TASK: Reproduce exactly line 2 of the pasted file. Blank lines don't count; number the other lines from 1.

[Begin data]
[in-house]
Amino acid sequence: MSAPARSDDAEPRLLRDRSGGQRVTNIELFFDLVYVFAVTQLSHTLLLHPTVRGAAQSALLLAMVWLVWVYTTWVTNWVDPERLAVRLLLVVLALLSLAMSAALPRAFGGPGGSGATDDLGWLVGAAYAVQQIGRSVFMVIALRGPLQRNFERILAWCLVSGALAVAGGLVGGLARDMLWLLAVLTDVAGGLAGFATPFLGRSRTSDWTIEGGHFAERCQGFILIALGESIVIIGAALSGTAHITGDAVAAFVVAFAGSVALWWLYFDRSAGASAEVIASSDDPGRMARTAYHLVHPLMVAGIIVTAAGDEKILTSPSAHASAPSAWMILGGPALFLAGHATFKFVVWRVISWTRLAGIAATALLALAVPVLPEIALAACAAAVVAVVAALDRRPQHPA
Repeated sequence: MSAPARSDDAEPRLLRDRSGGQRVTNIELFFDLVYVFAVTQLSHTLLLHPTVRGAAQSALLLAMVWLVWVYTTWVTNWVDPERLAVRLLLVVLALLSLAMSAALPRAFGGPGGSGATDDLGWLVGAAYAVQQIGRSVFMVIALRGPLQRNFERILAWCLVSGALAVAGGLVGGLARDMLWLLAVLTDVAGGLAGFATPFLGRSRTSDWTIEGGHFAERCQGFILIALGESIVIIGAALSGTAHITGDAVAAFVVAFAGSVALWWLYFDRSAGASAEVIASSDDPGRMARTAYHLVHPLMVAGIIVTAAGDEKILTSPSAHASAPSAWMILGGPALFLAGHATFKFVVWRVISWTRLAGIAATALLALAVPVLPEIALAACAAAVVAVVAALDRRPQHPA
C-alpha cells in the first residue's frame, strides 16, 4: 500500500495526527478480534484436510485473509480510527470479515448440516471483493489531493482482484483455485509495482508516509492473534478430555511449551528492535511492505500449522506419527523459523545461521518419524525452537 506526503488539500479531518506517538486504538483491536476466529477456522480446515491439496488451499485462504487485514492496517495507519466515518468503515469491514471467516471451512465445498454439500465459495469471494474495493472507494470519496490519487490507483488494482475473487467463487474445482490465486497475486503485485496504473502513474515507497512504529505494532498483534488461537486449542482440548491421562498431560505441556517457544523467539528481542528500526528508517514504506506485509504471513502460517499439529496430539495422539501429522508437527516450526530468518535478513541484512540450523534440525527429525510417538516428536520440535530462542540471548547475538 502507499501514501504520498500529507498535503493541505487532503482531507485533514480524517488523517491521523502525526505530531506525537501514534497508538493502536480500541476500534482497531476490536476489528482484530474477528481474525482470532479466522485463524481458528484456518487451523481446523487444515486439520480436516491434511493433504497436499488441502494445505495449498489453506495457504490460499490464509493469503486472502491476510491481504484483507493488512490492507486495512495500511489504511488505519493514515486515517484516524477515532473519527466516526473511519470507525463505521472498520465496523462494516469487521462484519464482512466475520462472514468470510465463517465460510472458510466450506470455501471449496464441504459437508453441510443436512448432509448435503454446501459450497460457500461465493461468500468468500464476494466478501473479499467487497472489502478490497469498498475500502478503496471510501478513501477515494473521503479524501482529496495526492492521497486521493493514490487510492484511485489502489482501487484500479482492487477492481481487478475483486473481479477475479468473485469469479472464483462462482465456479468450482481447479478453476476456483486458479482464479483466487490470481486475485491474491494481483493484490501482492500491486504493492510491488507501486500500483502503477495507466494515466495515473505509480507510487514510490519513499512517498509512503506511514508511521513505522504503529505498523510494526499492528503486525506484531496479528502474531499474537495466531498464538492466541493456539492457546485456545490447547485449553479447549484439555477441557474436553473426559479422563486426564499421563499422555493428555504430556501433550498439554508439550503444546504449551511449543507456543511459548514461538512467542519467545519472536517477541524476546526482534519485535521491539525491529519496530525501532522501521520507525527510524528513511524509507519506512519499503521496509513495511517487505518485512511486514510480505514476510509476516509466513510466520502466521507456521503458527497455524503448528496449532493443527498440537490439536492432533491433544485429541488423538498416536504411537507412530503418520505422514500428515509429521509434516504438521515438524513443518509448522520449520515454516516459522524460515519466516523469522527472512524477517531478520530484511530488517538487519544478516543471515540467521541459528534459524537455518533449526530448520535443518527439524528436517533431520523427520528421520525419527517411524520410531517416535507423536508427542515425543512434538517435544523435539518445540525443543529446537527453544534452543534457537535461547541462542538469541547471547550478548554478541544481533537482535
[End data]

Amino acid sequence: MSAPARSDDAEPRLLRDRSGGQRVTNIELFFDLVYVFAVTQLSHTLLLHPTVRGAAQSALLLAMVWLVWVYTTWVTNWVDPERLAVRLLLVVLALLSLAMSAALPRAFGGPGGSGATDDLGWLVGAAYAVQQIGRSVFMVIALRGPLQRNFERILAWCLVSGALAVAGGLVGGLARDMLWLLAVLTDVAGGLAGFATPFLGRSRTSDWTIEGGHFAERCQGFILIALGESIVIIGAALSGTAHITGDAVAAFVVAFAGSVALWWLYFDRSAGASAEVIASSDDPGRMARTAYHLVHPLMVAGIIVTAAGDEKILTSPSAHASAPSAWMILGGPALFLAGHATFKFVVWRVISWTRLAGIAATALLALAVPVLPEIALAACAAAVVAVVAALDRRPQHPA